Firstly, as leaders and as people who want to see change, we must act with justice. We must care deeply about issues of injustice in our society and be willing to challenge it whenever we see it. But we must not just care, we must act. We have to be willing to put justice into practice in what we build. We’re beginning to see this, and it’s exciting!

 

Secondly, we must love mercy. I think that means we have to love the principle of mercy and therefore we have to love people with mercy, or as I put it at The Kings Fund, with real kindness. I love what Prof Micheal West says, when he talks about looking at people with kind and fascinated eyes. We did a lot of thinking about the need for a different kind of power. I think we need to unashamedly talk much more about love and the transformative power it holds. MLK said that love on it’s own is anaemic – it certainly can be. Power alone is destructive. But power and love together is a force to be reckoned with! We need this kind of love in the power that we hold to keep mercy at the fore and kindness as our way of being.

 

Thirdly, we need to walk in humility WITH our communities. I replace the word God here, with communities, not because I don’t believe in God (I do), but then Nanna and I used to talk, she would tell me that walking humbly with God means walking humbly with other people – with your community. It is worked out in the practice of every day life and being willing to interact with and be changed by the person you most look down on or despise. Nanna isn’t a fan of people getting too big for their boots. She sticks her tongue out at arrogance and blows raspberries at pride. She’s not into titles or pretensions. As a true elder, she knows humility and walks in it. I have learned so much from her and it has shaped so much of who I am and how I choose to spend my time. We must learn to sit with, be with, learn with and create the future with our communities. We don’t have the right to dream up plans and do them to people. Together with, is the kind of humble, mercy-loving, justice-acting way that we so badly need. Without those under-girding, foundational truths, we will never see true population health. Our guiding principles and undergirding culture will shape what we become together.

 

In a time of so much uncertainty and complexity, we do well to stop and draw on the wisdom of the elders. And so I offer that of my lovely Nanna – in all you do, make sure you act with justice, love with kindness and walk in humility with your community. 

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The Black Swan Podcast

Tweet I’m super excited to announce the launch of a new podcast: “Black Swan Podcast”   Until 1791, people in the UK assumed all swans were white. Then a black swan was brought to these shores and so perspectives and previously held beliefs and opinions had to change. Sometimes anomalies cause us to stop and [Continue Reading …]

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Truth about Poverty

Tweet One of the best things I have been involved in over the last few years, is the Poverty Truth Commission and it has helped me to learn just how utterly complex and wicked poverty is as an issue. I’m currently reading an absolutely brilliant book by the theologian Samuel Wells, called ‘The Nazareth Manifesto’. [Continue Reading …]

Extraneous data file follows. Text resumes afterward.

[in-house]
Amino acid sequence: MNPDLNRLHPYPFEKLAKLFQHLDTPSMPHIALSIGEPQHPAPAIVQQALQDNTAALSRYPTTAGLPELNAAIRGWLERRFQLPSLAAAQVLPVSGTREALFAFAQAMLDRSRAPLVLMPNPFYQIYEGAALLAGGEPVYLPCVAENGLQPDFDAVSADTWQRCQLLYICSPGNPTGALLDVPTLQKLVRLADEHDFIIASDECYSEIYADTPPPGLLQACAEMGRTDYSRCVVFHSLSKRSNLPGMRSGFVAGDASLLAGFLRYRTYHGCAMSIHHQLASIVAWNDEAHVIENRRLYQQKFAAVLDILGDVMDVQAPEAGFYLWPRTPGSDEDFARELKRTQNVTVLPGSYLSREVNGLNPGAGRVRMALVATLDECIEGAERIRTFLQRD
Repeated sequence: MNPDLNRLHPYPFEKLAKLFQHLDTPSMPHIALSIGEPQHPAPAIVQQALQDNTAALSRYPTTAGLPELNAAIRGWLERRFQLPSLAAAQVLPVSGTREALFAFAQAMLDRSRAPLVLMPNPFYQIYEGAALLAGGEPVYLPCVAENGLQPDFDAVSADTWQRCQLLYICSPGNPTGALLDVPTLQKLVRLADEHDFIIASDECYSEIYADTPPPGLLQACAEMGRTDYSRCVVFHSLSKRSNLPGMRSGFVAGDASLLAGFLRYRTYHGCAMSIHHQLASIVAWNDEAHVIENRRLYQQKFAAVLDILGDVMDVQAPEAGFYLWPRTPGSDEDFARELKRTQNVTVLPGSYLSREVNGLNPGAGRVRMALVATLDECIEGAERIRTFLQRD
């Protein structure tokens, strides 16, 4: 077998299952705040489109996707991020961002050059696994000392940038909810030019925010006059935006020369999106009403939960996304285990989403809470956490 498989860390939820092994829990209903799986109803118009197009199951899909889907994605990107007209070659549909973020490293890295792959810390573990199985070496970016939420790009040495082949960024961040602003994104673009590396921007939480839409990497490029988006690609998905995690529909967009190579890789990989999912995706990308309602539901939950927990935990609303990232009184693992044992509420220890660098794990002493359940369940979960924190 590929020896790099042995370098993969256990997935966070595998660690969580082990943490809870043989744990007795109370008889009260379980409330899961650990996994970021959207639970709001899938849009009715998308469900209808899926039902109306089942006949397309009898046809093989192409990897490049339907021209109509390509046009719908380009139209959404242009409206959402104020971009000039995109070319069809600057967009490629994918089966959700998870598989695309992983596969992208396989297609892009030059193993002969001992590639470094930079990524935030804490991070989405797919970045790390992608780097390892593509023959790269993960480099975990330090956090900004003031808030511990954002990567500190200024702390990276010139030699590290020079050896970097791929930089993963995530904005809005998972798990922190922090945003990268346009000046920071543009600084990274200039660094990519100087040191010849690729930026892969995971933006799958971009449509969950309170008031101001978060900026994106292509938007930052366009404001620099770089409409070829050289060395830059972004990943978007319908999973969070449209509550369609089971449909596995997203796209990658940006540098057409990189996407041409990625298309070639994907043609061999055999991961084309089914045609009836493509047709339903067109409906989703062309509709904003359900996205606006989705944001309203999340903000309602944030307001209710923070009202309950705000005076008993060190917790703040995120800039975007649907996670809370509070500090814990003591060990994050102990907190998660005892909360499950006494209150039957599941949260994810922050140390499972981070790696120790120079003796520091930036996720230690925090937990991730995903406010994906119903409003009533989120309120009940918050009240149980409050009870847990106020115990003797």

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A Fallow Year

Tweet This coming year of 2019, I am letting my garden have a rest – letting the ground be fallow. It gives space for the soil to replenish and to have its nutrients restored.   I am personally trying to allow much more space this year for contemplation, silence, reflection and the deeper work of stillness. [Continue Reading …]

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To Hull and Back

Tweet Last week I had the complete joy (except for the awfulness that is the M6 and M62!) of heading over to Hull to speak at a gathering of Public Health and Public Sector people from across Yorkshire, The Humber and The East Riding, called “Minding the Gap”, hosted by the amazing Ian Copley. In [Continue Reading …]

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Goldfish and What They Teach Us!

Tweet Last week, I had the privilege of listening to Prof Sandro Galea, from Boston State University talking on the subject: “What do guns, obesity and opiates have in common?!” It was an amazing walk through the world of epidemiology – and the answer? Well – all three things are hugely important problems, they are [Continue Reading …]

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Solutions for the NHS Workforce Crisis

Tweet This week, the Kingsfund, one of the most respected think-tanks on health and social care in the UK declared that the current NHS staffing levels are becoming a ‘national emergency’.   The latest figures have been published by the regulator, NHS Improvement, for the April to June period.   They showed: ■   11.8% [Continue Reading …]

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Health and Society – Can we make a Difference? Part 1 – Economics

Tweet If we want to make a difference to health and wellbeing in society, tackling health inequalities, whilst protecting the health and wellbeing of the environment and creating a fair and just save for humanity…..we have to ask ourselves some searching questions about whether or not our current economic models are really fit for purpose. [Continue Reading …]

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Creating a Great Culture – Part 1

Tweet I’ve recently finished reading the extraordinary book, “Legacy”, by James Kerr. It is a book about the culture of The All Blacks, the most “successful” sports team in the world. If you are involved in leadership, at any level, especially if you are passionate about developing the culture of your team, I would heartily [Continue Reading …]